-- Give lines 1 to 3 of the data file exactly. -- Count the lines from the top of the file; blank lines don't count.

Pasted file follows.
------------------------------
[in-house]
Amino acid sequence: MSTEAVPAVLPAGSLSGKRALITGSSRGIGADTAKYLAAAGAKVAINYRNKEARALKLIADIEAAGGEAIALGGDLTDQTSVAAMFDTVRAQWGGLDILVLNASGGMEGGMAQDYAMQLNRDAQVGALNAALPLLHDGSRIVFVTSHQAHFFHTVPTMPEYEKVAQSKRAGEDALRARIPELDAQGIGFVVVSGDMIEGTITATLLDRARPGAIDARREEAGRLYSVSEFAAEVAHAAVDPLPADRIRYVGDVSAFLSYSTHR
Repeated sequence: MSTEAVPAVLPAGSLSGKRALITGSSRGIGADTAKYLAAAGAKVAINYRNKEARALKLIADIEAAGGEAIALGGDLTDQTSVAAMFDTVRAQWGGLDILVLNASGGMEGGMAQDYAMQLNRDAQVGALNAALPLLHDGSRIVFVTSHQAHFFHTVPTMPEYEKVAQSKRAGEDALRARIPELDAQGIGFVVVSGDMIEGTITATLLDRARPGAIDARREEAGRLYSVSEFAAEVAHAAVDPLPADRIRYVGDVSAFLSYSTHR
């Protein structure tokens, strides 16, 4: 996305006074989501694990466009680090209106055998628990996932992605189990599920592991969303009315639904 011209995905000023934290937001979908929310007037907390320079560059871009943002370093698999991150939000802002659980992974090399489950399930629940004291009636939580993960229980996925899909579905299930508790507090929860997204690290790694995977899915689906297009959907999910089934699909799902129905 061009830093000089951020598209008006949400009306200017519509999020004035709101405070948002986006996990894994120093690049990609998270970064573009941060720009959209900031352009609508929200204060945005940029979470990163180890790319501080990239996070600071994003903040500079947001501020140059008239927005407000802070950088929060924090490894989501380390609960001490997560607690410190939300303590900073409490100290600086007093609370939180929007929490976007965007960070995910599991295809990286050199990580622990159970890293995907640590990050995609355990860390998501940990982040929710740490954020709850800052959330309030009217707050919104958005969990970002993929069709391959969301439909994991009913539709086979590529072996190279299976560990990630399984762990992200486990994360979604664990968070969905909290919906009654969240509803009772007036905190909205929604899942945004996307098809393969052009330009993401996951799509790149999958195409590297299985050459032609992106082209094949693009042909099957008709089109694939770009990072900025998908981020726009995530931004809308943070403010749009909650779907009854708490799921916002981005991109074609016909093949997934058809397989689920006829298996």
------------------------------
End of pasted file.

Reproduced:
[in-house]
Amino acid sequence: MSTEAVPAVLPAGSLSGKRALITGSSRGIGADTAKYLAAAGAKVAINYRNKEARALKLIADIEAAGGEAIALGGDLTDQTSVAAMFDTVRAQWGGLDILVLNASGGMEGGMAQDYAMQLNRDAQVGALNAALPLLHDGSRIVFVTSHQAHFFHTVPTMPEYEKVAQSKRAGEDALRARIPELDAQGIGFVVVSGDMIEGTITATLLDRARPGAIDARREEAGRLYSVSEFAAEVAHAAVDPLPADRIRYVGDVSAFLSYSTHR
Repeated sequence: MSTEAVPAVLPAGSLSGKRALITGSSRGIGADTAKYLAAAGAKVAINYRNKEARALKLIADIEAAGGEAIALGGDLTDQTSVAAMFDTVRAQWGGLDILVLNASGGMEGGMAQDYAMQLNRDAQVGALNAALPLLHDGSRIVFVTSHQAHFFHTVPTMPEYEKVAQSKRAGEDALRARIPELDAQGIGFVVVSGDMIEGTITATLLDRARPGAIDARREEAGRLYSVSEFAAEVAHAAVDPLPADRIRYVGDVSAFLSYSTHR